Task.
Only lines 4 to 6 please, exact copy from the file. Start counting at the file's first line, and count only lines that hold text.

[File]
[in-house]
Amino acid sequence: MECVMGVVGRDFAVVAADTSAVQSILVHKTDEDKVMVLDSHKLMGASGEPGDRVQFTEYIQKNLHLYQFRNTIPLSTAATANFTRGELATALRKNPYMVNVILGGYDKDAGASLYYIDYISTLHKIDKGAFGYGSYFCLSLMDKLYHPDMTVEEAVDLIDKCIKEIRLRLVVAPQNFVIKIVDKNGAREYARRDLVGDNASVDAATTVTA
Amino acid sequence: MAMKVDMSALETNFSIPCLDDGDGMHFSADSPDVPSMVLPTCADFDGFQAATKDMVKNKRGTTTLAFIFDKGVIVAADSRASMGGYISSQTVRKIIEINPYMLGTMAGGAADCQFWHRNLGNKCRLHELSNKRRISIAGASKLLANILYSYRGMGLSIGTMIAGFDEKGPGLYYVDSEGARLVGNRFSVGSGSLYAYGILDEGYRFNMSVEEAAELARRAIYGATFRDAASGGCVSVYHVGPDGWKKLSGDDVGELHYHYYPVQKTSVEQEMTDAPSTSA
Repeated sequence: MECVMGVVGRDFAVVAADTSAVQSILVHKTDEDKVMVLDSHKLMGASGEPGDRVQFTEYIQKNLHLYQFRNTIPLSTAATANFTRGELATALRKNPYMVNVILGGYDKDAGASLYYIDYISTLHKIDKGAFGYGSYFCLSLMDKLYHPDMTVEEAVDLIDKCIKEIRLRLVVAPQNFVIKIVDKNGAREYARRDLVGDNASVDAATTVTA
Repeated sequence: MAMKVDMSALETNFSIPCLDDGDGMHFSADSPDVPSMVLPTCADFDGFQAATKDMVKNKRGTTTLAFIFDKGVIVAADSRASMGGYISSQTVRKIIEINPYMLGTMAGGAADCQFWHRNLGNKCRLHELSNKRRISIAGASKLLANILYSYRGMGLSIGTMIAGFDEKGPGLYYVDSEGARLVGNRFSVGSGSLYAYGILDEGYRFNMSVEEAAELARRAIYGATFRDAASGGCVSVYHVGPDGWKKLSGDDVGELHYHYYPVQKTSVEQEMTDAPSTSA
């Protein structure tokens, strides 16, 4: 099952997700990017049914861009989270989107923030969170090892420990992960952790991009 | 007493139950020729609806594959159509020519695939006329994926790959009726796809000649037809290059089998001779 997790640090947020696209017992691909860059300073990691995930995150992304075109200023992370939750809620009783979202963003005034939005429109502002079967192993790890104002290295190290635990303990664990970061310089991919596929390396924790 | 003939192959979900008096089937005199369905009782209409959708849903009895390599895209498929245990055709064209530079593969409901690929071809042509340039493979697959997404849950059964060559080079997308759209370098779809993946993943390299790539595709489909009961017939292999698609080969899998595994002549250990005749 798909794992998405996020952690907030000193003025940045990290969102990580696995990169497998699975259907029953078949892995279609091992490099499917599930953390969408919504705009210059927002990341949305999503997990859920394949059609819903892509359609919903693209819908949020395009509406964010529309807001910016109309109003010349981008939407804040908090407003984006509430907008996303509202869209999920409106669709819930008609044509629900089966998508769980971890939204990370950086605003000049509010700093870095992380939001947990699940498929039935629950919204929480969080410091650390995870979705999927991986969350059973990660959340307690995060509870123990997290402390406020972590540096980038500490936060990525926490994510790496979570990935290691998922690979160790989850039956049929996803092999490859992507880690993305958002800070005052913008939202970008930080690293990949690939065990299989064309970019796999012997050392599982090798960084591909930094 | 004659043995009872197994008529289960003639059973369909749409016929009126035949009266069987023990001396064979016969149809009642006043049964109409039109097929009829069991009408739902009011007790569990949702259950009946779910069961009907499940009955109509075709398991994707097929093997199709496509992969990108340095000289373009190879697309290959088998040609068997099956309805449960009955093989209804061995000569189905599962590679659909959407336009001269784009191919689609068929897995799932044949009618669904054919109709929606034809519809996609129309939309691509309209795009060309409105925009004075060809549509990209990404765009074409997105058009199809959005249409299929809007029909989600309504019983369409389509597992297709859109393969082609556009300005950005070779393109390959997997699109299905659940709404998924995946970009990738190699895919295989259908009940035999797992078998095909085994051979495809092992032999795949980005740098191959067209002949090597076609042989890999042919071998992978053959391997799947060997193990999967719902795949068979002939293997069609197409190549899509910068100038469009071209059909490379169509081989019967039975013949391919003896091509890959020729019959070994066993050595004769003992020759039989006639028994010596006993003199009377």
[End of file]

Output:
Repeated sequence: MECVMGVVGRDFAVVAADTSAVQSILVHKTDEDKVMVLDSHKLMGASGEPGDRVQFTEYIQKNLHLYQFRNTIPLSTAATANFTRGELATALRKNPYMVNVILGGYDKDAGASLYYIDYISTLHKIDKGAFGYGSYFCLSLMDKLYHPDMTVEEAVDLIDKCIKEIRLRLVVAPQNFVIKIVDKNGAREYARRDLVGDNASVDAATTVTA
Repeated sequence: MAMKVDMSALETNFSIPCLDDGDGMHFSADSPDVPSMVLPTCADFDGFQAATKDMVKNKRGTTTLAFIFDKGVIVAADSRASMGGYISSQTVRKIIEINPYMLGTMAGGAADCQFWHRNLGNKCRLHELSNKRRISIAGASKLLANILYSYRGMGLSIGTMIAGFDEKGPGLYYVDSEGARLVGNRFSVGSGSLYAYGILDEGYRFNMSVEEAAELARRAIYGATFRDAASGGCVSVYHVGPDGWKKLSGDDVGELHYHYYPVQKTSVEQEMTDAPSTSA
């Protein structure tokens, strides 16, 4: 099952997700990017049914861009989270989107923030969170090892420990992960952790991009 | 007493139950020729609806594959159509020519695939006329994926790959009726796809000649037809290059089998001779 997790640090947020696209017992691909860059300073990691995930995150992304075109200023992370939750809620009783979202963003005034939005429109502002079967192993790890104002290295190290635990303990664990970061310089991919596929390396924790 | 003939192959979900008096089937005199369905009782209409959708849903009895390599895209498929245990055709064209530079593969409901690929071809042509340039493979697959997404849950059964060559080079997308759209370098779809993946993943390299790539595709489909009961017939292999698609080969899998595994002549250990005749 798909794992998405996020952690907030000193003025940045990290969102990580696995990169497998699975259907029953078949892995279609091992490099499917599930953390969408919504705009210059927002990341949305999503997990859920394949059609819903892509359609919903693209819908949020395009509406964010529309807001910016109309109003010349981008939407804040908090407003984006509430907008996303509202869209999920409106669709819930008609044509629900089966998508769980971890939204990370950086605003000049509010700093870095992380939001947990699940498929039935629950919204929480969080410091650390995870979705999927991986969350059973990660959340307690995060509870123990997290402390406020972590540096980038500490936060990525926490994510790496979570990935290691998922690979160790989850039956049929996803092999490859992507880690993305958002800070005052913008939202970008930080690293990949690939065990299989064309970019796999012997050392599982090798960084591909930094 | 004659043995009872197994008529289960003639059973369909749409016929009126035949009266069987023990001396064979016969149809009642006043049964109409039109097929009829069991009408739902009011007790569990949702259950009946779910069961009907499940009955109509075709398991994707097929093997199709496509992969990108340095000289373009190879697309290959088998040609068997099956309805449960009955093989209804061995000569189905599962590679659909959407336009001269784009191919689609068929897995799932044949009618669904054919109709929606034809519809996609129309939309691509309209795009060309409105925009004075060809549509990209990404765009074409997105058009199809959005249409299929809007029909989600309504019983369409389509597992297709859109393969082609556009300005950005070779393109390959997997699109299905659940709404998924995946970009990738190699895919295989259908009940035999797992078998095909085994051979495809092992032999795949980005740098191959067209002949090597076609042989890999042919071998992978053959391997799947060997193990999967719902795949068979002939293997069609197409190549899509910068100038469009071209059909490379169509081989019967039975013949391919003896091509890959020729019959070994066993050595004769003992020759039989006639028994010596006993003199009377």